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How much power used in 'Sleep' mode?

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  • How much power used in 'Sleep' mode?

    I have a 4 port hub, and probably 7 USB devices in total...
    Am I gonna kill my battery quick if I use Vista Sleep (suspend to RAM)?
    My hibernate isn't working properly...

  • #2
    i would guess you will still be drawing about an 1 amp min of power in sleep mode.. might be only half that..
    which is about 12W so think if you left your inside cabin lights on how long would the battery last.

    short term should be fine, but just remember if you lose power or something you may corrupt windows or generate issues with open files.

    assuming you are using this in a car..
    and why vista.. why not XP?

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    • #3
      With XP you can use the embedded tools (EWF) to prevent corruption of files and use HORM. Check out the software forums.

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      • #4
        Originally posted by WuNgUn View Post
        I have a 4 port hub, and probably 7 USB devices in total...
        Am I gonna kill my battery quick if I use Vista Sleep (suspend to RAM)?
        My hibernate isn't working properly...
        mainly depends on the sleep mode! what is your mobo type? for exaple, D201xxx goes only to S2, not S3, and its wattage nearly the same than on desktop...
        "case": Skoda Superb Elegance 1.8T
        Asrock G41MH-GE, E2180 2GHz dualcore, 1024MB DDR2/800, Samsung F1 750GB/7200RPM/32MB, M4-ATX, Lilliput FA1011 HDMI touchscreen, ASUS Xonar DG PCI, homemade Quectel L10 USB GPS

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        • #5
          I remember reading an article about this.
          In S3, it takes 5w to keep the RAM and motherboard alive.
          Providing all USB devices are not powered during S3.

          I've not heard of S4 Hibernation not working on any motherboard by the way.

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          • #6
            My carpc in S3 take 160mA(2,24W) with UMTS modem and GPS turned on...

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            • #7
              It varies dramatically between different components. The only measurement I recall was an old nforce2 board that weighed in at 900mA at 5v, which is probably more like 500mA at 12v after linear regulator losses. Using a more efficient buck converter would reduce that, but using a full dc-dc psu might increase it. The point is, you really need to measure your own setup if you want to know what it draws.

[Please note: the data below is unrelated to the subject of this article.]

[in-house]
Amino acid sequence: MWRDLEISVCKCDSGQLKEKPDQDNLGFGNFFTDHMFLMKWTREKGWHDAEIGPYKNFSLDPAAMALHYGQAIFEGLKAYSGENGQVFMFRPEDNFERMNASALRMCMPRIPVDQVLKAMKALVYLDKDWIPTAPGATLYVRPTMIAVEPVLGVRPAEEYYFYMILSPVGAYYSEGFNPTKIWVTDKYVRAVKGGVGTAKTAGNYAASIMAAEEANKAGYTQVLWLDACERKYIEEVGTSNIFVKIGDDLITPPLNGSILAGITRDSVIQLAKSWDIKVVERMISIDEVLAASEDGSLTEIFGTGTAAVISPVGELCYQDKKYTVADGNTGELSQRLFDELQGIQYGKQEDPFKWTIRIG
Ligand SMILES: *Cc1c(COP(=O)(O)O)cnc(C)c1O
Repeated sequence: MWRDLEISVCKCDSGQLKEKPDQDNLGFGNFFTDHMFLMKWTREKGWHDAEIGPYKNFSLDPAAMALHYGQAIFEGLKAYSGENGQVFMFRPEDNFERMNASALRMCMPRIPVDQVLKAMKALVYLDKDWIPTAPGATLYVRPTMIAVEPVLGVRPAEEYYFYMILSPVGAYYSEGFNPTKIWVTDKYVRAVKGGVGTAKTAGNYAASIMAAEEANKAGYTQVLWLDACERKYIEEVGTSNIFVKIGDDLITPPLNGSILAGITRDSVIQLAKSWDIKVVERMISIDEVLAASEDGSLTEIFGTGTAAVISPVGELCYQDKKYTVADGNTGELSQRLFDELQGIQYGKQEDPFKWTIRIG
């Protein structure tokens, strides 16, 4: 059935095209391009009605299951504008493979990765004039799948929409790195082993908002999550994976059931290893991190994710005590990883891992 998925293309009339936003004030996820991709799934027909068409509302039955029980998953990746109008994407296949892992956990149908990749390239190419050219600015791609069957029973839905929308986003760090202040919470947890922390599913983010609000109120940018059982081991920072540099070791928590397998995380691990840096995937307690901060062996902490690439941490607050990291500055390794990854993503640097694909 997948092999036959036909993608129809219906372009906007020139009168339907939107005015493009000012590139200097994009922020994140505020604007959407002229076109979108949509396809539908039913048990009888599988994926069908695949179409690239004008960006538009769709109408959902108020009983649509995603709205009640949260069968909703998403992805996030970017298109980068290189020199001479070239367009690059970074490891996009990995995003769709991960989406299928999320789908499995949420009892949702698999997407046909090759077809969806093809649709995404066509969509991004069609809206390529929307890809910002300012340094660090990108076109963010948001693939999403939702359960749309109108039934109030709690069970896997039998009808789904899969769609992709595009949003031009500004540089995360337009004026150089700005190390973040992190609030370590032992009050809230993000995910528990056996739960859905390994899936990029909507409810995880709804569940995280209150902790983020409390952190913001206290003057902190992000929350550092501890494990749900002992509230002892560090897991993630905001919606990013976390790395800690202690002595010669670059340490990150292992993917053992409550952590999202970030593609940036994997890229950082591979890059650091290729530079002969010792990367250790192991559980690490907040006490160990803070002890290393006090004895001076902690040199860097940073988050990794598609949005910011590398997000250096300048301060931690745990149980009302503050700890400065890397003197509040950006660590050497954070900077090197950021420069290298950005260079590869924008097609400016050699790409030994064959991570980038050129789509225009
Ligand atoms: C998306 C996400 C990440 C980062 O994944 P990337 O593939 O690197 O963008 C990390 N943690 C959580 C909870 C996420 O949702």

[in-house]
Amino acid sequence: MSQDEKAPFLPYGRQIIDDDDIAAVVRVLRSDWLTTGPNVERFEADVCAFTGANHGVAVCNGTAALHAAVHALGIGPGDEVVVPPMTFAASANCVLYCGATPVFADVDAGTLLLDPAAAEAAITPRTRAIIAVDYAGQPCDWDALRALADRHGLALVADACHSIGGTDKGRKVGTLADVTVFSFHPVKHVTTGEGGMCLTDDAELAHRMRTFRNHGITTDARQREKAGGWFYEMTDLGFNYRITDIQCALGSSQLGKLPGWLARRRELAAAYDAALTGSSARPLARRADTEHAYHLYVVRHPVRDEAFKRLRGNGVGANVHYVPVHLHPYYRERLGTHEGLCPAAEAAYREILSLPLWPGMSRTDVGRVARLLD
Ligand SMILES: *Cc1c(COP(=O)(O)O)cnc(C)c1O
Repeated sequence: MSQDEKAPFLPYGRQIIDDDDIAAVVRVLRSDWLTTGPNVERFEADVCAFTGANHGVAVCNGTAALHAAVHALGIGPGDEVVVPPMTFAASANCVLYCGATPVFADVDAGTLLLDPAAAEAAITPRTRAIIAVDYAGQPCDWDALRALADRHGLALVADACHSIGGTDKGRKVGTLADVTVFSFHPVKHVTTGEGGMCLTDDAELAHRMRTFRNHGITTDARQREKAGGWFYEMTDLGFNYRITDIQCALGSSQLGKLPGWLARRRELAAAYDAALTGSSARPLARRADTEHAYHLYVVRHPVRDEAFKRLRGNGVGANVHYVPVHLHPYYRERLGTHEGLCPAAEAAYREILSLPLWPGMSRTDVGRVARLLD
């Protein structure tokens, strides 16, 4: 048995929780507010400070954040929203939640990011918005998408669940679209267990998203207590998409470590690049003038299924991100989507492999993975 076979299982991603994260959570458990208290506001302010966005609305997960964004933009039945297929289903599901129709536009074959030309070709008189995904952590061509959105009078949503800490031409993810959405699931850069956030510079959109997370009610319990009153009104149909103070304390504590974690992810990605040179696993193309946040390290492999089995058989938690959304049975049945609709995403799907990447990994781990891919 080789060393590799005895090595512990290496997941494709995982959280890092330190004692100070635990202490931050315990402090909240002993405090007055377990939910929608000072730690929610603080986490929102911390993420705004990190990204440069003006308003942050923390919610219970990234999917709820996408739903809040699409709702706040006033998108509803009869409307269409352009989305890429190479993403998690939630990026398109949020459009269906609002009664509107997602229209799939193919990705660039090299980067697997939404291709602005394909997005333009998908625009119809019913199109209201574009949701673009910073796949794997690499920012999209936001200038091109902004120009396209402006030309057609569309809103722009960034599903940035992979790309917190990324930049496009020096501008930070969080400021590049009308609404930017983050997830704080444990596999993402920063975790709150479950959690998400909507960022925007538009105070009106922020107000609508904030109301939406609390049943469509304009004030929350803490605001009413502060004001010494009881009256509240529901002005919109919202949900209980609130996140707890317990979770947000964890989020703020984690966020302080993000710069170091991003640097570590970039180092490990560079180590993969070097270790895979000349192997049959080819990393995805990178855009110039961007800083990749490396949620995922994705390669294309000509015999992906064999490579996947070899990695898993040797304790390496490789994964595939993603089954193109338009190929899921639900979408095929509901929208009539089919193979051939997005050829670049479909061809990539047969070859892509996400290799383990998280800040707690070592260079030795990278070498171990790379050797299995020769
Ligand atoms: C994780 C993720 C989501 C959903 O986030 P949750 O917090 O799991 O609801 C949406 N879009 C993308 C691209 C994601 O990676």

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              • #8
                Originally posted by numbers View Post
                It varies dramatically between different components. The only measurement I recall was an old nforce2 board that weighed in at 900mA at 5v, which is probably more like 500mA at 12v after liner regulator losses. Using a more efficient buck converter would reduce that, but using a full dc-dc psu might increase it. The point is, you really need to measure your own setup if you want to know what it draws.
                Ummm...how do I measure current draw with my multimeter?

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                • #9
                  Set it to measure current/amps/A/mA/whatever it's labeled on your meter. This will also require putting the positive probe in a different jack on most meters. If your meter doesn't have such a function, one of acceptable quality can be had for under $20. Disconnect either the positive or negative wire (which ever is easier) leading to your power supply and bridge the gap with the multimeter. That is to say - one probe on the wire you just disconnected, and one probe where you just disconnect that wire from.

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                  • #10
                    Originally posted by numbers View Post
                    Set it to measure current/amps/A/mA/whatever it's labeled on your meter. This will also require putting the positive probe in a different jack on most meters. If your meter doesn't have such a function, one of acceptable quality can be had for under $20. Disconnect either the positive or negative wire (which ever is easier) leading to your power supply and bridge the gap with the multimeter. That is to say - one probe on the wire you just disconnected, and one probe where you just disconnect that wire from.
                    That's what I thought...thanks

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